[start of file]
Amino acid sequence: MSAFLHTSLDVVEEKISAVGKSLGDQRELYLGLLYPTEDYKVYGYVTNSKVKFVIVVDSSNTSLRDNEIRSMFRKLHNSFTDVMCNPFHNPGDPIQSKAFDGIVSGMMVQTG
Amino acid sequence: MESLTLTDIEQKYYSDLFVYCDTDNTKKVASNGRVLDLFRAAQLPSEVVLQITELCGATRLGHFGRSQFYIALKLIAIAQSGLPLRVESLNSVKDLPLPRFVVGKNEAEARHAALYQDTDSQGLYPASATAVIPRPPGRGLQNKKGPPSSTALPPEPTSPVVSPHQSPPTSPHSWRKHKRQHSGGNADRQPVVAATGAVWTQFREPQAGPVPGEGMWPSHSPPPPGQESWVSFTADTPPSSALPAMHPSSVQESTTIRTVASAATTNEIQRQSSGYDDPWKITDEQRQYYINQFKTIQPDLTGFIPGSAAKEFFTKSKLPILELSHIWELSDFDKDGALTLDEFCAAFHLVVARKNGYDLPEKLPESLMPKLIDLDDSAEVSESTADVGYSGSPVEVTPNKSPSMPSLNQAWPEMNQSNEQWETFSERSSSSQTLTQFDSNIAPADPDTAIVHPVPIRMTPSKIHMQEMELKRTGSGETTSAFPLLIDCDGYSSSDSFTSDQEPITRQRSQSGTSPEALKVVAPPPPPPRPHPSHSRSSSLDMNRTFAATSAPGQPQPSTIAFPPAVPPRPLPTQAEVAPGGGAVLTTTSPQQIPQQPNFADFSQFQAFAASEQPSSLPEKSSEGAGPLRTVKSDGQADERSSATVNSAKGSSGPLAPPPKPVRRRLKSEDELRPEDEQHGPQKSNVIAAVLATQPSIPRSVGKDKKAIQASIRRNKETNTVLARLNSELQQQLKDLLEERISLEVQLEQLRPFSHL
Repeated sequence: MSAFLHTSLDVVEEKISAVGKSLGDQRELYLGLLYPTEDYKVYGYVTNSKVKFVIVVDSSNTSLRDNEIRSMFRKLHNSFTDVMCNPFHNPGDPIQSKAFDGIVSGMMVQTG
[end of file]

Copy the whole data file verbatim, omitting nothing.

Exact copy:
Amino acid sequence: MSAFLHTSLDVVEEKISAVGKSLGDQRELYLGLLYPTEDYKVYGYVTNSKVKFVIVVDSSNTSLRDNEIRSMFRKLHNSFTDVMCNPFHNPGDPIQSKAFDGIVSGMMVQTG
Amino acid sequence: MESLTLTDIEQKYYSDLFVYCDTDNTKKVASNGRVLDLFRAAQLPSEVVLQITELCGATRLGHFGRSQFYIALKLIAIAQSGLPLRVESLNSVKDLPLPRFVVGKNEAEARHAALYQDTDSQGLYPASATAVIPRPPGRGLQNKKGPPSSTALPPEPTSPVVSPHQSPPTSPHSWRKHKRQHSGGNADRQPVVAATGAVWTQFREPQAGPVPGEGMWPSHSPPPPGQESWVSFTADTPPSSALPAMHPSSVQESTTIRTVASAATTNEIQRQSSGYDDPWKITDEQRQYYINQFKTIQPDLTGFIPGSAAKEFFTKSKLPILELSHIWELSDFDKDGALTLDEFCAAFHLVVARKNGYDLPEKLPESLMPKLIDLDDSAEVSESTADVGYSGSPVEVTPNKSPSMPSLNQAWPEMNQSNEQWETFSERSSSSQTLTQFDSNIAPADPDTAIVHPVPIRMTPSKIHMQEMELKRTGSGETTSAFPLLIDCDGYSSSDSFTSDQEPITRQRSQSGTSPEALKVVAPPPPPPRPHPSHSRSSSLDMNRTFAATSAPGQPQPSTIAFPPAVPPRPLPTQAEVAPGGGAVLTTTSPQQIPQQPNFADFSQFQAFAASEQPSSLPEKSSEGAGPLRTVKSDGQADERSSATVNSAKGSSGPLAPPPKPVRRRLKSEDELRPEDEQHGPQKSNVIAAVLATQPSIPRSVGKDKKAIQASIRRNKETNTVLARLNSELQQQLKDLLEERISLEVQLEQLRPFSHL
Repeated sequence: MSAFLHTSLDVVEEKISAVGKSLGDQRELYLGLLYPTEDYKVYGYVTNSKVKFVIVVDSSNTSLRDNEIRSMFRKLHNSFTDVMCNPFHNPGDPIQSKAFDGIVSGMMVQTG